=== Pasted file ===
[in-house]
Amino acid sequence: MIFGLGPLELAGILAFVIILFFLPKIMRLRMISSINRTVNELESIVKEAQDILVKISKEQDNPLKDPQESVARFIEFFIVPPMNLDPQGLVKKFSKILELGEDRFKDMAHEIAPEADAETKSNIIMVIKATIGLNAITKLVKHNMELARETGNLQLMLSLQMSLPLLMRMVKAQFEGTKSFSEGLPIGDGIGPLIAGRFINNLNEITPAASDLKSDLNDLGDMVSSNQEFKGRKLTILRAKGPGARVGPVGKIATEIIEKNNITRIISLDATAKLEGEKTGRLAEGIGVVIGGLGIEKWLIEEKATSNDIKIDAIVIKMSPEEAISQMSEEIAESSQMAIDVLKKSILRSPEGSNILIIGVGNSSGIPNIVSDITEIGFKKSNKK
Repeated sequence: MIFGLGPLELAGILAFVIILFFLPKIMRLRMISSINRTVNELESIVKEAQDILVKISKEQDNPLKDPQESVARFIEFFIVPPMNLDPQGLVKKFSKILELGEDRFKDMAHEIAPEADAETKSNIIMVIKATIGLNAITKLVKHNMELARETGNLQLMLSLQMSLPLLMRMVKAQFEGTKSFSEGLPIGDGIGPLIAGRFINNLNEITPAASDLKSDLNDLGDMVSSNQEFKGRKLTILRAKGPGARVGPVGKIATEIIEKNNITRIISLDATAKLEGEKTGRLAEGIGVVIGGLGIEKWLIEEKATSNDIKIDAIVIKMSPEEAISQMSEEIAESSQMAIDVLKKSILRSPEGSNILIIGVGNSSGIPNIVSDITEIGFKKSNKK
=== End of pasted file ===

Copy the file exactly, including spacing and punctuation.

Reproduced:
[in-house]
Amino acid sequence: MIFGLGPLELAGILAFVIILFFLPKIMRLRMISSINRTVNELESIVKEAQDILVKISKEQDNPLKDPQESVARFIEFFIVPPMNLDPQGLVKKFSKILELGEDRFKDMAHEIAPEADAETKSNIIMVIKATIGLNAITKLVKHNMELARETGNLQLMLSLQMSLPLLMRMVKAQFEGTKSFSEGLPIGDGIGPLIAGRFINNLNEITPAASDLKSDLNDLGDMVSSNQEFKGRKLTILRAKGPGARVGPVGKIATEIIEKNNITRIISLDATAKLEGEKTGRLAEGIGVVIGGLGIEKWLIEEKATSNDIKIDAIVIKMSPEEAISQMSEEIAESSQMAIDVLKKSILRSPEGSNILIIGVGNSSGIPNIVSDITEIGFKKSNKK
Repeated sequence: MIFGLGPLELAGILAFVIILFFLPKIMRLRMISSINRTVNELESIVKEAQDILVKISKEQDNPLKDPQESVARFIEFFIVPPMNLDPQGLVKKFSKILELGEDRFKDMAHEIAPEADAETKSNIIMVIKATIGLNAITKLVKHNMELARETGNLQLMLSLQMSLPLLMRMVKAQFEGTKSFSEGLPIGDGIGPLIAGRFINNLNEITPAASDLKSDLNDLGDMVSSNQEFKGRKLTILRAKGPGARVGPVGKIATEIIEKNNITRIISLDATAKLEGEKTGRLAEGIGVVIGGLGIEKWLIEEKATSNDIKIDAIVIKMSPEEAISQMSEEIAESSQMAIDVLKKSILRSPEGSNILIIGVGNSSGIPNIVSDITEIGFKKSNKK